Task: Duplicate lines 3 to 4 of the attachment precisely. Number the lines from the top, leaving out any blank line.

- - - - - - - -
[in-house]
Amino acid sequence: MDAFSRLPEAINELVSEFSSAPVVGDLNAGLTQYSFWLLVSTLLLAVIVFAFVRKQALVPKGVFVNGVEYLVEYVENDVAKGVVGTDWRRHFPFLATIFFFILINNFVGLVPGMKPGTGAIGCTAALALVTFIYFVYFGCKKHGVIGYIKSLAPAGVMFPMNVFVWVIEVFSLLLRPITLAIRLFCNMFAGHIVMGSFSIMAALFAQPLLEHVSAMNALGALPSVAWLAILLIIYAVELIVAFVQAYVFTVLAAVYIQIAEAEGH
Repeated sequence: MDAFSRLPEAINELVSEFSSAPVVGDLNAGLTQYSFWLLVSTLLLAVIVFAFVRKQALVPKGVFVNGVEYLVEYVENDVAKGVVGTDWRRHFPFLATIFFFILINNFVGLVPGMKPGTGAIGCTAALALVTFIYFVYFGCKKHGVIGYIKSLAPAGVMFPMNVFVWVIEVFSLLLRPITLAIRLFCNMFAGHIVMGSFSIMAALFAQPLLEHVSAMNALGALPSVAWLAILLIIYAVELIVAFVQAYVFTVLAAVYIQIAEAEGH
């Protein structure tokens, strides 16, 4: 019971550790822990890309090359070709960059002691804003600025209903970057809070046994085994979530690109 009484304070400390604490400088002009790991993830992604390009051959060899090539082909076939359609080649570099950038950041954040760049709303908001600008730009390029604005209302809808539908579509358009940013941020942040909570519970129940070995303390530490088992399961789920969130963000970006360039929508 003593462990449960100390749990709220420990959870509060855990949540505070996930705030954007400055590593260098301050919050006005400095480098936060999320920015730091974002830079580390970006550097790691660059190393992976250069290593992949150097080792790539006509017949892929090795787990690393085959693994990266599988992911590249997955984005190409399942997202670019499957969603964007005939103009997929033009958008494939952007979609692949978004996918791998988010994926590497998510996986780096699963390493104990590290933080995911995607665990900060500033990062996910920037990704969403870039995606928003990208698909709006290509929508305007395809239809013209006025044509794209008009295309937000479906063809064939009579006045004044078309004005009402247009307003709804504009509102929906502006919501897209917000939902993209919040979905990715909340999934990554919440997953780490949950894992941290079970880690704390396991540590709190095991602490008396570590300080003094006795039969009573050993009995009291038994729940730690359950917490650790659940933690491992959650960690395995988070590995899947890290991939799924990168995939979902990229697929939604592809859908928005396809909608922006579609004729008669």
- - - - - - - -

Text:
Repeated sequence: MDAFSRLPEAINELVSEFSSAPVVGDLNAGLTQYSFWLLVSTLLLAVIVFAFVRKQALVPKGVFVNGVEYLVEYVENDVAKGVVGTDWRRHFPFLATIFFFILINNFVGLVPGMKPGTGAIGCTAALALVTFIYFVYFGCKKHGVIGYIKSLAPAGVMFPMNVFVWVIEVFSLLLRPITLAIRLFCNMFAGHIVMGSFSIMAALFAQPLLEHVSAMNALGALPSVAWLAILLIIYAVELIVAFVQAYVFTVLAAVYIQIAEAEGH
């Protein structure tokens, strides 16, 4: 019971550790822990890309090359070709960059002691804003600025209903970057809070046994085994979530690109 009484304070400390604490400088002009790991993830992604390009051959060899090539082909076939359609080649570099950038950041954040760049709303908001600008730009390029604005209302809808539908579509358009940013941020942040909570519970129940070995303390530490088992399961789920969130963000970006360039929508 003593462990449960100390749990709220420990959870509060855990949540505070996930705030954007400055590593260098301050919050006005400095480098936060999320920015730091974002830079580390970006550097790691660059190393992976250069290593992949150097080792790539006509017949892929090795787990690393085959693994990266599988992911590249997955984005190409399942997202670019499957969603964007005939103009997929033009958008494939952007979609692949978004996918791998988010994926590497998510996986780096699963390493104990590290933080995911995607665990900060500033990062996910920037990704969403870039995606928003990208698909709006290509929508305007395809239809013209006025044509794209008009295309937000479906063809064939009579006045004044078309004005009402247009307003709804504009509102929906502006919501897209917000939902993209919040979905990715909340999934990554919440997953780490949950894992941290079970880690704390396991540590709190095991602490008396570590300080003094006795039969009573050993009995009291038994729940730690359950917490650790659940933690491992959650960690395995988070590995899947890290991939799924990168995939979902990229697929939604592809859908928005396809909608922006579609004729008669």